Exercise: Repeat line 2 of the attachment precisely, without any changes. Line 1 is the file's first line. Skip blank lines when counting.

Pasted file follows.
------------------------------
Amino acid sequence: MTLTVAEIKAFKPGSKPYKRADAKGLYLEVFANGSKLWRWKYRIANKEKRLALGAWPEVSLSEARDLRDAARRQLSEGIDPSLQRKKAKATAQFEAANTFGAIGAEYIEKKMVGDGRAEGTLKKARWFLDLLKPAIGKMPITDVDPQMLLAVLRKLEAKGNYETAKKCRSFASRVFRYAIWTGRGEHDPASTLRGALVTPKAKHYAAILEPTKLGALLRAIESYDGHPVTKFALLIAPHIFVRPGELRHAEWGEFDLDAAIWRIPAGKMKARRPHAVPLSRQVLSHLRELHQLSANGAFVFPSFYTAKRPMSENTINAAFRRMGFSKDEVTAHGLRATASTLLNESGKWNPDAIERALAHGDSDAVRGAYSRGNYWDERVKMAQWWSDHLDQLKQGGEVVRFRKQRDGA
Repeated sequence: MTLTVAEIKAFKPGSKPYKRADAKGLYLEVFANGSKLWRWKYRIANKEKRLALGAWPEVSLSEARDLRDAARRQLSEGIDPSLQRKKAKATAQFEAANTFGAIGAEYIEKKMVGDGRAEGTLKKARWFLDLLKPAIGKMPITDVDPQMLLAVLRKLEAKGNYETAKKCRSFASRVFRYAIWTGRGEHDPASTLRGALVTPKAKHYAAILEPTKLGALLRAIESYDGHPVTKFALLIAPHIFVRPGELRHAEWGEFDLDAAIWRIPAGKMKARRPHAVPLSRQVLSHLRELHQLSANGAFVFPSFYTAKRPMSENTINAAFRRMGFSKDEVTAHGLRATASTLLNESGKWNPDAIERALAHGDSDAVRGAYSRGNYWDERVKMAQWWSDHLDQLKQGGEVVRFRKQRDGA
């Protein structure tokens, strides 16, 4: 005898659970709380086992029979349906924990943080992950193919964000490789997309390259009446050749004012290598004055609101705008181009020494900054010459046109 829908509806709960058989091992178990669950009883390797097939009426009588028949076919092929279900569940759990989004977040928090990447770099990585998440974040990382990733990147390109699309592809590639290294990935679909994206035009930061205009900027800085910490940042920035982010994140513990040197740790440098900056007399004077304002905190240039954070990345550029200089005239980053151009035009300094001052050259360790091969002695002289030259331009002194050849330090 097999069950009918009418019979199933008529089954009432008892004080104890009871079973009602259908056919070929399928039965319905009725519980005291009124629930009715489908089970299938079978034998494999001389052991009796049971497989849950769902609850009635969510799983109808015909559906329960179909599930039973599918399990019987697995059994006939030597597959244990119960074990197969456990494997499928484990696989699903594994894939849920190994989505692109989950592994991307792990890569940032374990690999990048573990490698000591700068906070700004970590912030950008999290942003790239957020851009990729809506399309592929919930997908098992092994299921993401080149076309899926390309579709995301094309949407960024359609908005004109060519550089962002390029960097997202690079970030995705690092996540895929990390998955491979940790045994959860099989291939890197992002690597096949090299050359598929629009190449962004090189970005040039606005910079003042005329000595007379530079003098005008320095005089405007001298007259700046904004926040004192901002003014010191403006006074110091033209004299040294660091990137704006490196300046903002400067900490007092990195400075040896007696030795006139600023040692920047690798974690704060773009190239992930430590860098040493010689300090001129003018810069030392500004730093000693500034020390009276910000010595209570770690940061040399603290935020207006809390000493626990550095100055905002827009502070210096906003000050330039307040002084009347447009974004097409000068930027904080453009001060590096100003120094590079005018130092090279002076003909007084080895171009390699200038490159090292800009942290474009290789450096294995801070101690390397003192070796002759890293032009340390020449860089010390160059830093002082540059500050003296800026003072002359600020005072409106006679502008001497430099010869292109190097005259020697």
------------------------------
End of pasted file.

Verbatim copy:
Repeated sequence: MTLTVAEIKAFKPGSKPYKRADAKGLYLEVFANGSKLWRWKYRIANKEKRLALGAWPEVSLSEARDLRDAARRQLSEGIDPSLQRKKAKATAQFEAANTFGAIGAEYIEKKMVGDGRAEGTLKKARWFLDLLKPAIGKMPITDVDPQMLLAVLRKLEAKGNYETAKKCRSFASRVFRYAIWTGRGEHDPASTLRGALVTPKAKHYAAILEPTKLGALLRAIESYDGHPVTKFALLIAPHIFVRPGELRHAEWGEFDLDAAIWRIPAGKMKARRPHAVPLSRQVLSHLRELHQLSANGAFVFPSFYTAKRPMSENTINAAFRRMGFSKDEVTAHGLRATASTLLNESGKWNPDAIERALAHGDSDAVRGAYSRGNYWDERVKMAQWWSDHLDQLKQGGEVVRFRKQRDGA